WineMaker’s Associate Publisher Kiev Rattee traveled to a friend’s vineyard to help with the most recent harvest. There is something magical about being part of a team helping pick the grapes that will become our treasured vinous beverage.
October 2022, a team of four super wine-tasting women (who are also amateur winemakers) traveled to Champagne, France, along with their coach to compete against over 30 teams from various countries in order to find out who the best wine tasters are.
Considered one of the great wine regions back in the days when Phoenicians ruled the Mediterranean Sea, Israel is seeing a big comeback in recent decades. Get the scoop on the burgeoning commercial and hobby scene in this holy land.
When a young hobby winemaker finds out it is illegal to make wine at home in her city and county, she takes the next obvious step: She gets laws changed and starts her own commercial winery.
A winemaker and his brother team up to create a boysenberry wine. Join along on their adventure to crafting the perfect summer sipper.
A group of wine lovers in Kenya turned to traditional winemaking when the world around them slowed to a crawl and imports of wines from Europe and the U.S. nearly stopped. Check out the story of muratina wine — a wine made from a potentially poisonous fruit.
Fifty years ago a hobby winemaker decided to “go pro” by opening his own home winemaking supply shop. To attract customers, he started a winemaking club. The Purple Foot Wine Club is still going strong and wants to raise a toast to mark the occasion.
One reader who is also a medical doctor discusses the potential health benefits of wine tasters who swish and spit their wines. It may be one of the healthiest things you can do . . . but that doesn’t mean he abides by the spitting aspect.
There is so much more you can do with wine than simply drinking it. Bob Peak walks readers through several side projects winemakers can perform starting with their homemade wines to create other items of interest.
In our annual Reader Survey, hobby winemakers looking to go pro usually account for about 1 in 5 readers. Here is the story of one couple who made the leap and some of the details about how they’re making it work.
Winemakers are known to sacrifice a lot in their pursuit to craft a quality wine. One winemaker found herself faced with an endurance challenge worthy of the show “Survivor” in order to save her babies (wines).
A common sight in the coastal communities throughout the northeastern part of the U.S. and Canada, rugosa roses produce a rosehip that is commonly made into jam. One adventurous spirit opted to try making wine with it.
Everyone misses in-person wine events and club meetings. However, the rise of virtual event and gathering platforms comes with some unique benefits. One winemaking club offers advice to other clubs after a year of hosting virtual events and fun, virtual get-togethers.
Twenty years ago his dad was featured here in the pages of WineMaker magazine. But now that he has joined the ranks of home winemakers it’s his turn to talk about his drive to make his own wine.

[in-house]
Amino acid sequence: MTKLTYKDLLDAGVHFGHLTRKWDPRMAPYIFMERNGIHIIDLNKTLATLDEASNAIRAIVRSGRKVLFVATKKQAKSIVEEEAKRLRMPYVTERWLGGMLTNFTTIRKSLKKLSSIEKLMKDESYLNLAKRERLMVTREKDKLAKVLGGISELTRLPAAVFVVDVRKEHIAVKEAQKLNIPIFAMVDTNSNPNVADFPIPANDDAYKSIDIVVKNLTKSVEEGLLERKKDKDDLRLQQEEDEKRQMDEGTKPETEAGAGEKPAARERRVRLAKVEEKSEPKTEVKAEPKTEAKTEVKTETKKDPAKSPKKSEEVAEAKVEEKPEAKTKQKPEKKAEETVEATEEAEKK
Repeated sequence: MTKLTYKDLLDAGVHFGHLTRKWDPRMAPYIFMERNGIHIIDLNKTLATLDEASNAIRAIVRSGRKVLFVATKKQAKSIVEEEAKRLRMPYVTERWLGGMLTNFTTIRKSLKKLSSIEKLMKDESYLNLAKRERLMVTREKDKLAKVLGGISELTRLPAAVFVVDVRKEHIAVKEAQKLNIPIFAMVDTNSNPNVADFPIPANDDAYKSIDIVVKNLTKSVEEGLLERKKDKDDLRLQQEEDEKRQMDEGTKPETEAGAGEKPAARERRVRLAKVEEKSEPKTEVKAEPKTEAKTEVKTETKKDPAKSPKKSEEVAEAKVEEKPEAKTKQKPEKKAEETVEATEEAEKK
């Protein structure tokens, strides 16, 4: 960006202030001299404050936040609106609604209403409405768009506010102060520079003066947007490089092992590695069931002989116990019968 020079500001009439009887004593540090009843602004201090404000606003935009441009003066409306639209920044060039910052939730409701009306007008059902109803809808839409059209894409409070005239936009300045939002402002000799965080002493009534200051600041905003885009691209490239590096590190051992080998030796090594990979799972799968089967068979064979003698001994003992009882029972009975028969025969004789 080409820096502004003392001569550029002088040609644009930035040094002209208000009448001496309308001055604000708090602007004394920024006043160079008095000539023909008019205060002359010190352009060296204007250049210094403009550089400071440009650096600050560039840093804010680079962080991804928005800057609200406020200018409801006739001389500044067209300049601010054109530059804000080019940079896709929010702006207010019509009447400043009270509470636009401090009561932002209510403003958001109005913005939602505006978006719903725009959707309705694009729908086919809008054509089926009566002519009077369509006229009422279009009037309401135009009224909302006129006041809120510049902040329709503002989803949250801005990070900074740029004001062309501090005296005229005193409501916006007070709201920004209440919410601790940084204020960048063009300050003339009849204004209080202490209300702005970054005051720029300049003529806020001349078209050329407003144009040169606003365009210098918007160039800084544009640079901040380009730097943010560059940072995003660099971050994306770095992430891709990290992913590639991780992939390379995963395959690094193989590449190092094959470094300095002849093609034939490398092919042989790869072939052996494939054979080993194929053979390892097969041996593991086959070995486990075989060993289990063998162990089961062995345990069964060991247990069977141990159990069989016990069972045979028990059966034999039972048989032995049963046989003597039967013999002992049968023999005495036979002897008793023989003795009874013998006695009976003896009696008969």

Port wines are famous for being able to last for decades, even centuries. But what about a failing country fruit wine that a winemaker tries to save by fortifying it? Here is a story of being reunited with such a wine 36 years later.
Having your wines judged at a competition can provide meaningful feedback, although it may not always make you feel great about your skills when the comments are critical. One man polled his winemaking club to get their feedback about entering wine competitions.
Shelter-in-place orders have been a challenge for many folks. But one winemaking club has found a way to keep their meetings going while being socially responsible. Welcome to the age of the virtual club.
What would you do if your kids brought home Juicy Juice boxes every day, but never drank them? One man decided to ferment it all!
Many of us in the Western Hemisphere can take wine and winemaking for granted. But for those folks living under extreme Islamic law, the consequences of being caught with it can be dire. But one Iranian man isn’t going to be deterred.
Featured in the February-March 2023 issue: Kent Nienaber • Ham Lake, Minnesota Our Love Sick Marquette label was born out of a difficult situation that arose during COVID. In early September of 2021,
When hundreds of people with a similar passion converge in one place, it’s not surprising that new friendships are forged. Such was the case with several winemakers finding each other at the annual WineMaker Conference.
Winemaking roots can run deep in some families and those roots can often get intertwined. The Walker family from Connecticut shares their appreciation of how their roots have ties to several other winemakers near and far.
An invasive cactus plant native to the Americas has caused decades of massive economic hardships for many pastoralists of Kenya. Explore how one permaculturalist turned this scourge of the region into a nascent wine industry.
A vineyard located in the middle of Manhattan? We had to investigate. Learn about Latif Jiji and the unique vineyard that he planted and has managed now for 42 years in Manhattan’s Upper East Side.